Proof that a still was found, whether on defendant's premises or not, and, beyond reasonable doubt, that defendant was present exer

AMERICAN INS. CO. v. Maye NEWBERcising acts of dominion over it, justifies jury RY. (3 Div. 666.) (Supreme Court of Alafinding that defendant had possession within bama. May 29, 1924. Rehearing Denied June Gen. Acts 1919, p. 1086.

30, 1924.) Appeal from Circuit Court, Mont

gomery County; Leon McCord, Judge. RushAppeal from Circuit Court, De Kalb Coun- ton, Crenshaw & Rushton, of Montgomery, for ty; W. W. Haralson, Judge.

appellant. Hill, Hill, Whiting, Thomas & Rives,

of Montgomery, for appellee. Dolph Berry was indicted under two

PER CURIAM. All justices concur in the counts, charging the manufacture of prohibit- conclusion that the trial court properly refused ed liquors and the possession of a still. the general charge requested by the defendant. From a general verdict of guilty, he appeals. A majority of the court, however, composed of Affirmed,

SAYRE, GARDNER, MILLER, and BOUL J. V. Curtis, of Ft. Payne, for appellant.

DIN, JJ., hold that the trial court erred in not Harwell G. Davis, Atty. Gen., for the granting the plaintiff a new trial because the

verdict was contrary to the great weight of State.

the evidence, and the judgment of the circuit

court is reversed, and the cause is remanded. SAMFORD, J. [1, 2] It is the law, as Reversed and remanded. stated in Moon's Case, 95 South. 830, and

ANI)ERSON, C. J., and SOMERVILLE and many other adjudications by this court, that THOMAS, JJ., dissent. cases involving a violation of prohibition statutes are to be tried upon the same rules of evidence as obtain in other criminal stat- BANK OF LUVERNE V. J. Claude REDutes. This rule obtains also with reference DOCH et al. (4 Div. 94.) (Supreme Court of to other rules of law governing criminal Alabama. May 22, 1924.) Appeal from Cir. trials. One of these is, where there is evi- cuit Court, Crenshaw County; Arthur E. Gamdence from which an inference can fairly ble, Judge. Frank B. Bricken, of Luverne, be drawn that the defendant is guilty, and and Powell & Hamilton, of Greenville, for apthe jury so finds, the verdict will not be dis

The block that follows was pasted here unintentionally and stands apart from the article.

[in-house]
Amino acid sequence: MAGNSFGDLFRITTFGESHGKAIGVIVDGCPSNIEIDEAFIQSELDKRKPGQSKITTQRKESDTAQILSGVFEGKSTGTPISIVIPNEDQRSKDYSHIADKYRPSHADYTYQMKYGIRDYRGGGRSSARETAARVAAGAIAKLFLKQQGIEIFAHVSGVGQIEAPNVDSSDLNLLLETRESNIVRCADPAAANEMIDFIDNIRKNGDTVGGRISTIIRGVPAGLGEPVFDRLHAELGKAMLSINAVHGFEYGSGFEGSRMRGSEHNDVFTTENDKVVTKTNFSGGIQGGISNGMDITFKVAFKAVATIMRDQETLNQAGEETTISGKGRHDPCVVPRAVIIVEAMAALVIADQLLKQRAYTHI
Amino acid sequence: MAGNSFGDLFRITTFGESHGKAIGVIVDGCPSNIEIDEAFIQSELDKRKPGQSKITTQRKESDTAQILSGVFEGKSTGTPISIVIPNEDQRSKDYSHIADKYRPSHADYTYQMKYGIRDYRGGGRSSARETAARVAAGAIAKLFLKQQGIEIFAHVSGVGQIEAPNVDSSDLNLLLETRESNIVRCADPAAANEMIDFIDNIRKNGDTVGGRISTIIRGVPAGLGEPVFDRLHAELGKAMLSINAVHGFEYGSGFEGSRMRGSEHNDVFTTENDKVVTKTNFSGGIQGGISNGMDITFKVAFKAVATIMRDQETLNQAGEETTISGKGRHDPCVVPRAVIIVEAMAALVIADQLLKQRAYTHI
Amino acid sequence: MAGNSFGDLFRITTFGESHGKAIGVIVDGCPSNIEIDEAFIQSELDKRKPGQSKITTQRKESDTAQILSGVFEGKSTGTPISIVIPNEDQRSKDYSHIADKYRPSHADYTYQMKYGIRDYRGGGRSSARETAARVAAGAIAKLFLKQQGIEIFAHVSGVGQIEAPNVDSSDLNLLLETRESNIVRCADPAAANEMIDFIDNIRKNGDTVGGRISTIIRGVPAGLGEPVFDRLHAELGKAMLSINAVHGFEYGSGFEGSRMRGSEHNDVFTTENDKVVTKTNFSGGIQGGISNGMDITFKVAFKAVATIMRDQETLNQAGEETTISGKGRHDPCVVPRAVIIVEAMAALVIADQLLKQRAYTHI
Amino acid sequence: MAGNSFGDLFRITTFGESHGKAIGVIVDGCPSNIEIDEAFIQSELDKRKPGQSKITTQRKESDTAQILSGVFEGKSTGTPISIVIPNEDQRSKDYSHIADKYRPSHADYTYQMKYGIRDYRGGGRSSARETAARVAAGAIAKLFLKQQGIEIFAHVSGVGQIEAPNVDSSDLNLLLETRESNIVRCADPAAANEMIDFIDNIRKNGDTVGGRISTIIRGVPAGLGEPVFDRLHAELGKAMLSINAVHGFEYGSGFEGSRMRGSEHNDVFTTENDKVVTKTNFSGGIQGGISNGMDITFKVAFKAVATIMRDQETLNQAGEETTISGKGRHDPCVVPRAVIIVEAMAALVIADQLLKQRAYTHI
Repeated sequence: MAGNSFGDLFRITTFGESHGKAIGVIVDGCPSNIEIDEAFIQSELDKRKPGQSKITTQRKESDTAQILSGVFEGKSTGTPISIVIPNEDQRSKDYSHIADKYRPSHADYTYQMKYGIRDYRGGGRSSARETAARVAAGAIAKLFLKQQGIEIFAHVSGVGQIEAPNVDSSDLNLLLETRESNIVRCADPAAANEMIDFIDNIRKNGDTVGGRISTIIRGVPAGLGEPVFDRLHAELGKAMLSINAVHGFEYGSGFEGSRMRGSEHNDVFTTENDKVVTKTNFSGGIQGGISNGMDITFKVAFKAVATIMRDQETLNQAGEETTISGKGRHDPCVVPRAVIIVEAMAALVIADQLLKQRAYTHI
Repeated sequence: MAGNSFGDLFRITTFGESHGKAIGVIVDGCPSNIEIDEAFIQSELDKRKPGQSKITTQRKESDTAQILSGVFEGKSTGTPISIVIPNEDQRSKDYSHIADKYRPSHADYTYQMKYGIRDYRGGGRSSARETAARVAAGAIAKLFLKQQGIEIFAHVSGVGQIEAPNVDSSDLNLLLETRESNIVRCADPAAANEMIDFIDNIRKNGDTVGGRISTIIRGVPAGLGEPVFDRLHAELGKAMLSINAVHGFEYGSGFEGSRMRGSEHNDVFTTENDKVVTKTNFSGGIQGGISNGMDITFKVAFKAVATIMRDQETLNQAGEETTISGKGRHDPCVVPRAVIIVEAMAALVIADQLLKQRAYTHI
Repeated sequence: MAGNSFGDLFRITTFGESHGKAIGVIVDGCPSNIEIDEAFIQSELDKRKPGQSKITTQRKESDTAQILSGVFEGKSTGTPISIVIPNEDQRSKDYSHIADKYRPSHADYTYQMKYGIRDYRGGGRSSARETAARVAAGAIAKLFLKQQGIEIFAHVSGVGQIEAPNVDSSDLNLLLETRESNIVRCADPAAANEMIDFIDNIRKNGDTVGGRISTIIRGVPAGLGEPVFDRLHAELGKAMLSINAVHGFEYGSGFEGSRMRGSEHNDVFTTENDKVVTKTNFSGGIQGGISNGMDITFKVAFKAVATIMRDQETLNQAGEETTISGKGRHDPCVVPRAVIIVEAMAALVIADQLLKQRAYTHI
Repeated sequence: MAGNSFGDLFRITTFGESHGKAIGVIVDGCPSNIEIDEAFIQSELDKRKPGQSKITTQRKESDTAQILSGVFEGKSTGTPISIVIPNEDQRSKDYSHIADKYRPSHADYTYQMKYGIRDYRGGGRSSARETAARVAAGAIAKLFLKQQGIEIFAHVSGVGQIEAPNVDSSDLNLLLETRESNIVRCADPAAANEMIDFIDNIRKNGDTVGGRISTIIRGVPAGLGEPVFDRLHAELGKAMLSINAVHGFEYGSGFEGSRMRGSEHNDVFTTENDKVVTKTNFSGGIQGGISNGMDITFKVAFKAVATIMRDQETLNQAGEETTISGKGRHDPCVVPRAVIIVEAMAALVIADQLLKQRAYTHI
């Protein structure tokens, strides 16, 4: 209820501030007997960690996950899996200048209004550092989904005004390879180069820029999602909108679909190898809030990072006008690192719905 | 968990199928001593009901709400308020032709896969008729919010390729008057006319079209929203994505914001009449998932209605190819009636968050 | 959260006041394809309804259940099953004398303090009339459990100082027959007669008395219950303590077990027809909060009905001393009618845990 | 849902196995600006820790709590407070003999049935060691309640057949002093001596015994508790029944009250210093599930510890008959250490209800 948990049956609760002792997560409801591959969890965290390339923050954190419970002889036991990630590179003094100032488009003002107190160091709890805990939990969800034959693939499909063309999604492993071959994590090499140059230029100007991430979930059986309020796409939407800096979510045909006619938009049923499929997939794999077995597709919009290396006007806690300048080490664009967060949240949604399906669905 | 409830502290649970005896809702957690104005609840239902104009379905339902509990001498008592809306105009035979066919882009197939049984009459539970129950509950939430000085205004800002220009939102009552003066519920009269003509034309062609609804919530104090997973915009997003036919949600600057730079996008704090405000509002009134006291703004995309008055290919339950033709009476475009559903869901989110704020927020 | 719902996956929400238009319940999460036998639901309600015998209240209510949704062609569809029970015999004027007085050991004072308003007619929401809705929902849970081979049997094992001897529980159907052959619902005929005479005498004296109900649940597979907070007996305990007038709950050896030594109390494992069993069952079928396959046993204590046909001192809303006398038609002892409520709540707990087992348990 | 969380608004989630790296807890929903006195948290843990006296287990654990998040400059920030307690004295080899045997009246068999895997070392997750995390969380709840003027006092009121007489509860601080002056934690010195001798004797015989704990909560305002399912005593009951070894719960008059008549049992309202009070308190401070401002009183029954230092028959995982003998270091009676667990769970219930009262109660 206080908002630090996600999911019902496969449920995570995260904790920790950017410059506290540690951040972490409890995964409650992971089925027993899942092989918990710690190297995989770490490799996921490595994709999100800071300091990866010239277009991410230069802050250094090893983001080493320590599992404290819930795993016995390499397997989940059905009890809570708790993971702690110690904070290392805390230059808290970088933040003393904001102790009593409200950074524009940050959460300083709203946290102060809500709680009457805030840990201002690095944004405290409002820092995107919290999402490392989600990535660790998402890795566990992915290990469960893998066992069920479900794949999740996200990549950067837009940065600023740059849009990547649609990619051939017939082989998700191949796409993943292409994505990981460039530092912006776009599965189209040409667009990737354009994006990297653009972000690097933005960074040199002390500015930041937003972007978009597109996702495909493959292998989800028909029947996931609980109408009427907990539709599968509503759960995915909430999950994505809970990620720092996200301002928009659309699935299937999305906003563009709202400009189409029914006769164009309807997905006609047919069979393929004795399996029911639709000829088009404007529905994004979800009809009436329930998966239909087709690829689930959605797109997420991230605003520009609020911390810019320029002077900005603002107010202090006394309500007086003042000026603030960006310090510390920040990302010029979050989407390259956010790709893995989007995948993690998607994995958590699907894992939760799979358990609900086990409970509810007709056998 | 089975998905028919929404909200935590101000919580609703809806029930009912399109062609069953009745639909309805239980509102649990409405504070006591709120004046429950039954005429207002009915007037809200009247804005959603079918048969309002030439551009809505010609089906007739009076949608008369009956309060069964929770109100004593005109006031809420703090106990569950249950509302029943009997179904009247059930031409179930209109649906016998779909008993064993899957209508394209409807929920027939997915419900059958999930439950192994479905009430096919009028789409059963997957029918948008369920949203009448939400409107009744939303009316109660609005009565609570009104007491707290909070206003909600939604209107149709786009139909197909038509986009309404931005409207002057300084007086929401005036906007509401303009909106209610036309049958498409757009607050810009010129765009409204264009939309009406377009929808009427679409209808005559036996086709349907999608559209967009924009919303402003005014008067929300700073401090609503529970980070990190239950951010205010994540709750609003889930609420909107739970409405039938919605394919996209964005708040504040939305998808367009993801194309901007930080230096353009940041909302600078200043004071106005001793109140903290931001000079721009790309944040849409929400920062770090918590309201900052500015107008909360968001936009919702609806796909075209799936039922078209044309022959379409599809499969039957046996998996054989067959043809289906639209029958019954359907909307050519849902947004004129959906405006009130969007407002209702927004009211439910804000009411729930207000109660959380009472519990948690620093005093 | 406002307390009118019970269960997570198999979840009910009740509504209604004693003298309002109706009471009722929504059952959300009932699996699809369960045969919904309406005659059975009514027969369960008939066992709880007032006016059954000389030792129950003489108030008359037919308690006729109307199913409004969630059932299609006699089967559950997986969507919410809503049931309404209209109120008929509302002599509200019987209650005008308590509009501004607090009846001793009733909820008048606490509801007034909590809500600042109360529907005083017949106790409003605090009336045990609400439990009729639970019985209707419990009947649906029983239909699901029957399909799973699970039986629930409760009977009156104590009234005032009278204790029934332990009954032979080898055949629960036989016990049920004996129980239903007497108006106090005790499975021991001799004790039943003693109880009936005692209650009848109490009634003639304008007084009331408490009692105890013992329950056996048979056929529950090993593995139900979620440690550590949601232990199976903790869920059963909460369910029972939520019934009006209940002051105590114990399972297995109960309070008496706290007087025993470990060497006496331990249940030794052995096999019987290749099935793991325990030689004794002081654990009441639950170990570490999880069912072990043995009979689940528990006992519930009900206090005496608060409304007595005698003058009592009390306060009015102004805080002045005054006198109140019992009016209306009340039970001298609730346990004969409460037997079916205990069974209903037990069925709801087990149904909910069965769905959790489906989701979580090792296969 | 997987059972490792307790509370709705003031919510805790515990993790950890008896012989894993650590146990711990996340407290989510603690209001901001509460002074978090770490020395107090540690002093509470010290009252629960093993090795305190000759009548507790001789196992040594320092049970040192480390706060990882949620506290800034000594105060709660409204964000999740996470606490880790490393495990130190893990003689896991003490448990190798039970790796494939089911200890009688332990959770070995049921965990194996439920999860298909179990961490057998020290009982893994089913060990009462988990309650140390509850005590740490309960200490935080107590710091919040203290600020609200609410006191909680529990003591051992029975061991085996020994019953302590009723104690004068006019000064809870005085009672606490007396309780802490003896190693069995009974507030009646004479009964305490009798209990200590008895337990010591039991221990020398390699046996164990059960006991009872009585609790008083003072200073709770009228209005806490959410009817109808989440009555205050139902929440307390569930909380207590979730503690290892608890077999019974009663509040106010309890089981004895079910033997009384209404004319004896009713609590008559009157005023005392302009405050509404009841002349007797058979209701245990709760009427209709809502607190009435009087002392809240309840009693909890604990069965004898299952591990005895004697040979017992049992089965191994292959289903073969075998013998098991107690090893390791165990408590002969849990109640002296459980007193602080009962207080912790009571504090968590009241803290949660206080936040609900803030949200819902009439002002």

pellant. James J. Mayfield, of Montgomery,

for appellees. turbed on appeal. Gidley v. State (Ala. App.)

PER CURIAM. This is the second appeal in 97 South. 170. [3] Another rule of law which this court was taken conformed to the opinion of the court

this case, and the decree from which this appeal has often stated is that section 2, Acts 1919, 207 Ala. 297, 92 South. 848, 25 A, L. R. 381. p. 1086, establishes a rule of evidence, and, This appeal, therefore, involves the soundness while a conviction may not be had unless the of said opinion, and is in the nature of a second defendant is in possession of a complete still, application for rehearing. The former appeal